Author: larry
Date: Mon May 28 12:14:12 2007
New Revision: 14402


Clarifications to conditional bindings suggested by xinming++ and gaal++.

Modified: doc/trunk/design/syn/S04.pod
--- doc/trunk/design/syn/S04.pod        (original)
+++ doc/trunk/design/syn/S04.pod        Mon May 28 12:14:12 2007
@@ -12,9 +12,9 @@
   Maintainer: Larry Wall <[EMAIL PROTECTED]>
   Date: 19 Aug 2004
-  Last Modified: 17 Apr 2007
+  Last Modified: 28 May 2007
   Number: 4
-  Version: 57
+  Version: 58
 This document summarizes Apocalypse 4, which covers the block and
 statement syntax of Perl.
@@ -211,6 +211,24 @@
 false, might nevertheless be an I<interesting> value of false.  (By similar
 reasoning, an C<unless> allows binding of a false parameter.)
+An explicit placeholder may also be used:
+    if blahblah() { return $^it }
+However, use of C<$_> with a conditional statement's block is I<not>
+considered sufficiently explicit to turn a 0-ary block into a 1-ary
+function, so both these methods use the same invocant:
+    if .haste { .waste }
+(Contrast with a non-conditional statement such as:
+    for .haste { .waste }
+where each call to the block would bind a new invocant for the
+C<.waste> method, each of which is likely different from the original
+invocant to the C<.hast> method.)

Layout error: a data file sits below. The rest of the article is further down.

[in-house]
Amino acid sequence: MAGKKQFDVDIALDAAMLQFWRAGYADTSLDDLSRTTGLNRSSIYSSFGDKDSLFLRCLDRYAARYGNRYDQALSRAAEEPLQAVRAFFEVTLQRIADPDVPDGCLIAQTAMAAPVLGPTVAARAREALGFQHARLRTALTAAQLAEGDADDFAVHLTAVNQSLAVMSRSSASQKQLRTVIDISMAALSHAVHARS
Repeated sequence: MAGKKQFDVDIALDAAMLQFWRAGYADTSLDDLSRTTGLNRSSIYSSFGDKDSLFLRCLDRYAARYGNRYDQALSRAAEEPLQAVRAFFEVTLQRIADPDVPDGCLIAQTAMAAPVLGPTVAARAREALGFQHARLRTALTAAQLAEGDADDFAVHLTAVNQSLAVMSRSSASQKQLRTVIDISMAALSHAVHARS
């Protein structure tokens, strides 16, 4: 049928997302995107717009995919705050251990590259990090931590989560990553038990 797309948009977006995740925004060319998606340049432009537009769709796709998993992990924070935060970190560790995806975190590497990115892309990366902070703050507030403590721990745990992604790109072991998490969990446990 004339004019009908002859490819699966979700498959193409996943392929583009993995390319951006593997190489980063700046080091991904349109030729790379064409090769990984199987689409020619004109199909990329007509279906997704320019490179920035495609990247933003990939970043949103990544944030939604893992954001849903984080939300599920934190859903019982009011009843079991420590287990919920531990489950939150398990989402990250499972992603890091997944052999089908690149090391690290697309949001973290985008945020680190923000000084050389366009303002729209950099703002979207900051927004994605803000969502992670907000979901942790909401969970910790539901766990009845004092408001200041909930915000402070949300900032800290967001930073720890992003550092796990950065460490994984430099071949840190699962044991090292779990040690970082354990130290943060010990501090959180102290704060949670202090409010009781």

Conditional statement modifiers work as in PerlĀ 5.  So do the
 implicit conditionals implied by short-circuit operators.  Note though that
 the first expression within parens or brackets is parsed as a statement,
@@ -253,13 +271,15 @@
-You may optionally bind the result of the conditional expression to a
-parameter of the block:
+As with conditionals, you may optionally bind the result of the
+conditional expression to a parameter of the block:
     while something() -> $thing {
+    while something() -> { ... $^thing ... }
 Nothing is ever bound implicitly, however, and many conditionals would
 simply bind True or False in an uninteresting fashion.  This mechanism
 is really only good for objects that know how to return a boolean
@@ -491,6 +511,18 @@
 explicit because it's not out front where it can be seen.  You can, of
 course, use a placeholder parameter if you also use C<return>.)
+Another consequence of this is that any block just inside a
+left parenthesis is immediately called like a bare block, so a
+multidimensional list comprehension may be written using a block with
+multiple parameters fed by a C<for> modifier:
+    @names = (-> $name, $num { "$name.$num" } for 'a'..'zzz' X 1..100);
+or equivalently, using placeholders:
+    @names = ({ "$^name.$^num" } for 'a'..'zzz' X 1..100);
 =head2 The gather statement
 A variant of C<do> is C<gather>.  Like C<do>, it is followed by a

Reply via email to